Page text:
New Master's Degree in Offshore Wind Energy Engineering
Tufts is gearing up to offer a new master’s degree in offshore wind energy engineering, the first U.S. offshore wind energy graduate program dedicated to structural and geotechnical engineering. The three-semester program, housed in the Department of Civil and Environmental Engineering, will begin this fall.
Laurie Baise, professor and department chair, said the program builds on the School of Engineering’s connections with the nation’s nascent offshore wind power industry. Today about 6 percent of the nation’s electricity is supplied by wind energy, but the U.S. Department of Energy envisions the nation generating 20 percent of its energy by wind by 2030.
“This program is an opportunity to take the lead in shaping a sustainable solution to fossil fuels,” said Baise. “Tufts is well positioned to meet that demand by offering a robust and focused program that meets the needs of industry leaders.”
Program director Eric Hines, a professor of the practice in civil engineering, served as a partner at LeMessurier Consultants prior to joining Tufts full-time to advocate for the advancement of offshore wind energy research and education. “Critical to this enterprise are the integration of engineering with policy and economics, and successful partnerships between universities, industry, and government,” he said.
An advisor to the industry for more than a decade, he has led the design and construction of some of its key infrastructure, and has introduced Tufts students to real-world engineering challenges with visits to sites such as the Wind Technology Testing Center in Charlestown, the largest facility in North America for testing wind turbine blades, and the New Bedford Marine Commerce Terminal, North America’s first offshore wind logistics port.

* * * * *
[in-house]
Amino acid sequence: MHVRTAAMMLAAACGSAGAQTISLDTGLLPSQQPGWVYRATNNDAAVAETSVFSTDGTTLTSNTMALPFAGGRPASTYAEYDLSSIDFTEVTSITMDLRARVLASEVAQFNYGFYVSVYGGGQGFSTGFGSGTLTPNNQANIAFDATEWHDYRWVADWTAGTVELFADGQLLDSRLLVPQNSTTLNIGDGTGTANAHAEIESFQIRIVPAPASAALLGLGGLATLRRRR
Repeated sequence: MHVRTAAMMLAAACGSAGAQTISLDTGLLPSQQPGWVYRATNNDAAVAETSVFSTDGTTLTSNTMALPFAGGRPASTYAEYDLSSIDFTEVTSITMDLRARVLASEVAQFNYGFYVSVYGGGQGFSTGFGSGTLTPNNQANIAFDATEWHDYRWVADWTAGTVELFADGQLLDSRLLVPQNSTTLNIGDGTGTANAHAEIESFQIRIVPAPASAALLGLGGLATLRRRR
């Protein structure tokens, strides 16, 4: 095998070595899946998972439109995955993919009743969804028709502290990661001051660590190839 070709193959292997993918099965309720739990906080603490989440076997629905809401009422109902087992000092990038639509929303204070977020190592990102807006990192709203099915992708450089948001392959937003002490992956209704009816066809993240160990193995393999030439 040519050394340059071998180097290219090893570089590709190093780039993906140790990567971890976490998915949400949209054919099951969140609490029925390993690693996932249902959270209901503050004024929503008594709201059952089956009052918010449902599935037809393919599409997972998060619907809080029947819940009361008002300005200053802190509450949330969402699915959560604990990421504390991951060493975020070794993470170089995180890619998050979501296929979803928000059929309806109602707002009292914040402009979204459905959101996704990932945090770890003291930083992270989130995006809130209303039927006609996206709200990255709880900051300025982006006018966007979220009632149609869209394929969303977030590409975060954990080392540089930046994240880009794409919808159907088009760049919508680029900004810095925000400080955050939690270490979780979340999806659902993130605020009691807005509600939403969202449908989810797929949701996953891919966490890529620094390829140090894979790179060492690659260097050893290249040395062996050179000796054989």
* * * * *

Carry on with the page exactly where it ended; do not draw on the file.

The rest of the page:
“If wind power is to continue its growth as an energy source, we need not only research and development, but also programs that educate a generation of engineers who are devoted to sustainable development and energy independence,” he said. “This is a first step toward making climate and energy sustainability a priority.”
The new master’s program comes as offshore wind energy is starting to receive large-scale investments. In December, the federal government leased development rights to establish wind farms off the coast of Massachusetts for a record $405 million. Commercial-scale construction will begin this year on a similar-sized Massachusetts lease area sold in 2015 for under $300,000. “The increase in lease area value by three orders of magnitude in three years exemplifies the inflection point hit by the U.S. offshore wind industry,” said Hines.